Ancient primate fossil discovery in India


This 2014 video Lecture 16 Early Primate Evolution.

From the University of Southern California in the USA:

Newfound primate teeth take a big bite out of the evolutionary tree of life

The new species of primate from India is distantly related to the lemurs of Madagascar

February 28, 2017

Summary:

Fossil hunters have found part of an ancient primate jawbone related to lemurs — the primitive primate group distantly connected to monkeys, apes and humans, a researcher reports. Scientists named the new species Ramadapis sahnii and said that it existed 11 to 14 million years ago. It is a member of the ancient Sivaladapidae primate family, consumed leaves and was about the size of a house cat.

Fossil hunters have found part of an ancient primate jawbone related to lemurs — the primitive primate group distantly connected to monkeys, apes and humans, a USC researcher said.

Biren Patel, an associate professor of clinical cell and neurobiology at the Keck School of Medicine of USC, has been digging for fossils in a paleontologically rich area of Kashmir in northern India for six years. Although paleontologists have scoured this region for a century, relics of small extinct primates were rarely found or studied.

Scientists named the new species Ramadapis sahnii and said that it existed 11 to 14 million years ago. It is a member of the ancient Sivaladapidae primate family, consumed leaves and was about the size of a house cat, said Patel, co-author of the new study in the Journal of Human Evolution.

“Among the primates, the most common ones in the Kashmir region are from a genus called Sivapithecus, which were ancestral forms of orangutans,” Patel said. “The fossil we found is from a different group on the primate family tree — one that is poorly known in Asia. We are filling an ecological and biogeographical gap that wasn’t really well documented. Every little step adds to the understanding of our human family tree because we’re also primates.”

The last primate found in the area was 38 years ago. So, in addition to being a new species, this is the first primate fossil found in the area in decades.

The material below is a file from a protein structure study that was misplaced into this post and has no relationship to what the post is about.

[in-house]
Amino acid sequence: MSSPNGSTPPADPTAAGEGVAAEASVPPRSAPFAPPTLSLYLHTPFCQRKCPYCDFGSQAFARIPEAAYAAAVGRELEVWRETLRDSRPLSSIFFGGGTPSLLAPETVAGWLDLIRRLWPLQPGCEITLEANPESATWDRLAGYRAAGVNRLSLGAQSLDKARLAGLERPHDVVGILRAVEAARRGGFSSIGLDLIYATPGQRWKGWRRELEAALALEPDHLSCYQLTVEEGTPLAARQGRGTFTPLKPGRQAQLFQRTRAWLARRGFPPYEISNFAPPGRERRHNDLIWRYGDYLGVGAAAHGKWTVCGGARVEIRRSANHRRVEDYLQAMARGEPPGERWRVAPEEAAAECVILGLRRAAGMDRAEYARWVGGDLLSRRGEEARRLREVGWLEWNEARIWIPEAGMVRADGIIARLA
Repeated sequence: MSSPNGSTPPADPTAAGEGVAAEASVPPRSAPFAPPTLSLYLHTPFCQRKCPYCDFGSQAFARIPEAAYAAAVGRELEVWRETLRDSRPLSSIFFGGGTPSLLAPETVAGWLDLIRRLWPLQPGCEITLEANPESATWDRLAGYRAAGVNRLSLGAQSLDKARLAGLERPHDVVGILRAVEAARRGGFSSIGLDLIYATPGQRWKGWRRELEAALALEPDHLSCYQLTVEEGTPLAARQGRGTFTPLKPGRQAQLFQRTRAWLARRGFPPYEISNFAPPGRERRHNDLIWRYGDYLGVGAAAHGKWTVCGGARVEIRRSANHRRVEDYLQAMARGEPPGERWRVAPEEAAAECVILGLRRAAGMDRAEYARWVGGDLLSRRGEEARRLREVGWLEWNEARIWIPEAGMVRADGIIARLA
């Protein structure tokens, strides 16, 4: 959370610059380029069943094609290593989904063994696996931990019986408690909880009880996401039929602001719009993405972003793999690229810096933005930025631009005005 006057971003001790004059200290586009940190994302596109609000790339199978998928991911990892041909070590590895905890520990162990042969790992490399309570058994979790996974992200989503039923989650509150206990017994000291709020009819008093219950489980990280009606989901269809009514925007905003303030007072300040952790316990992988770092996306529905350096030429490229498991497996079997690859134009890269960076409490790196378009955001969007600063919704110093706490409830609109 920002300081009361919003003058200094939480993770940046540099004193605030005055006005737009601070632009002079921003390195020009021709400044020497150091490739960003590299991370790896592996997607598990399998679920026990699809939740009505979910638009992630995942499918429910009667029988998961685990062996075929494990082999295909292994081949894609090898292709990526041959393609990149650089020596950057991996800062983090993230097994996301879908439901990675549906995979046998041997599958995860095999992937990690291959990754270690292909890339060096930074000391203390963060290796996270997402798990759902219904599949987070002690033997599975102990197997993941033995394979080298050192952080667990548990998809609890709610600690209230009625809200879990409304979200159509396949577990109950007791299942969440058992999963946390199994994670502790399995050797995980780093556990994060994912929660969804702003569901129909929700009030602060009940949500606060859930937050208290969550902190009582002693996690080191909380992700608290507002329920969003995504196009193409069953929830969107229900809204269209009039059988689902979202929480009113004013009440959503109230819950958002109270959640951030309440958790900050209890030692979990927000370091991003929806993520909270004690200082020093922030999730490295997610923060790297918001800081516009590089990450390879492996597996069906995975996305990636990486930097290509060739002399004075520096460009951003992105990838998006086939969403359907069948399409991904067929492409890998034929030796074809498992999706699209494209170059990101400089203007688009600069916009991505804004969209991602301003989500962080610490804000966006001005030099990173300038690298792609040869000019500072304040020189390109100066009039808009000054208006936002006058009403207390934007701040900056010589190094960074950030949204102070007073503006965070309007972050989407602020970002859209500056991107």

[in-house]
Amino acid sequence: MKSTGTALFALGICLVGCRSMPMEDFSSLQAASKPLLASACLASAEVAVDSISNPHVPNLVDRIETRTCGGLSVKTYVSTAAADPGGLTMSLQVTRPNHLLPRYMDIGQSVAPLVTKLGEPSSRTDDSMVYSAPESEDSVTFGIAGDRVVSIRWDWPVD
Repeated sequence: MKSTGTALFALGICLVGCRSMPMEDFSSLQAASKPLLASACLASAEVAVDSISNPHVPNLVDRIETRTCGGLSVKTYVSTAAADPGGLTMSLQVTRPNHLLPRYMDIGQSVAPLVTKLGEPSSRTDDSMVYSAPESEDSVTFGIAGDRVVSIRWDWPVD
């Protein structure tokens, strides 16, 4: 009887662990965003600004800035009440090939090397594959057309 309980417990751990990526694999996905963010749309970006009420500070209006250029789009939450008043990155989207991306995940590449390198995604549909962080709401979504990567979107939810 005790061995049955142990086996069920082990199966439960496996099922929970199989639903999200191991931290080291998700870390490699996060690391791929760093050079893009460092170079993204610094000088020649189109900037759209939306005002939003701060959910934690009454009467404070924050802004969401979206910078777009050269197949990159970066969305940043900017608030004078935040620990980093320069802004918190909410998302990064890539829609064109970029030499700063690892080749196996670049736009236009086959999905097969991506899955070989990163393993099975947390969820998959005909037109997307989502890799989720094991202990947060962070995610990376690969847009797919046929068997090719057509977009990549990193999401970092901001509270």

“In the past, people were interested in searching for big things — things they could show off to other people,” Patel said. “A lot of the small fossils were not on their radar.”

The inch-and-a-quarter partial mandible belongs to a primate weighing less than 11 pounds that had outlived its other adapidae cousins found in North America, Europe and Africa by millions of years.

“New primates are always a hot topic, and this one is the first of its kind from its area in Asia, which has significant consequences for understanding primate evolution in the Old World,” said Michael Habib, an assistant professor of clinical cell and neurobiology at the Keck School of Medicine who was not involved in the study.

The question that remains is how the ecosystem in northern India supported this species when its relatives elsewhere were disappearing or had already gone extinct. Future fieldwork and recovering more fossil primates will help answer this question.

“People want to know about human origins, but to fully understand human origins, you need to understand all of primate origins, including the lemurs and these Sivaladapids,” Patel said. “Lemurs and sivaladapids are sister groups to what we are — the anthropoids — and we are all primates.”

Researchers from Hunter College of the City University of New York, New York Consortium in Evolutionary Primatology, Arizona State University, Stony Brook University and Panjab University also contributed to this study, which was supported by the Wenner-Gren Foundation, the American Association of Physical Anthropologists, the Institute of Human Origins and funding from some of the involved universities.

Giant otter fossil discovery in China


This video from the USA says about itself:

23 January 2017

Dr. Denise Su, curator of paleobotany and paleoecology at The Cleveland Museum of Natural History, discusses the discovery of a new species of prehistoric otter, named Siamogale melilutra.

From Science News:

Ancient otter of unusual size unearthed in China

by Meghan Rosen

5:13pm, January 24, 2017

Fossils of a giant otter have emerged from the depths of an open-pit mine in China.

The crushed cranium, jaw bone and partial skeletons of at least three animals belong to a now-extinct species of otter that lived some 6.2 million years ago, scientists report January 23 in the Journal of Systematic Palaeontology.

At roughly 50 kilograms in weight, the otter would have outclassed today’s giant otter, a river-dwelling South American mammal weighing in at around 34 kilograms. Scientists named the new species Siamogale melilutra, a nod to its unusual mix of badger and otter features. Melilutra is a mash-up of the Latin words for both creatures.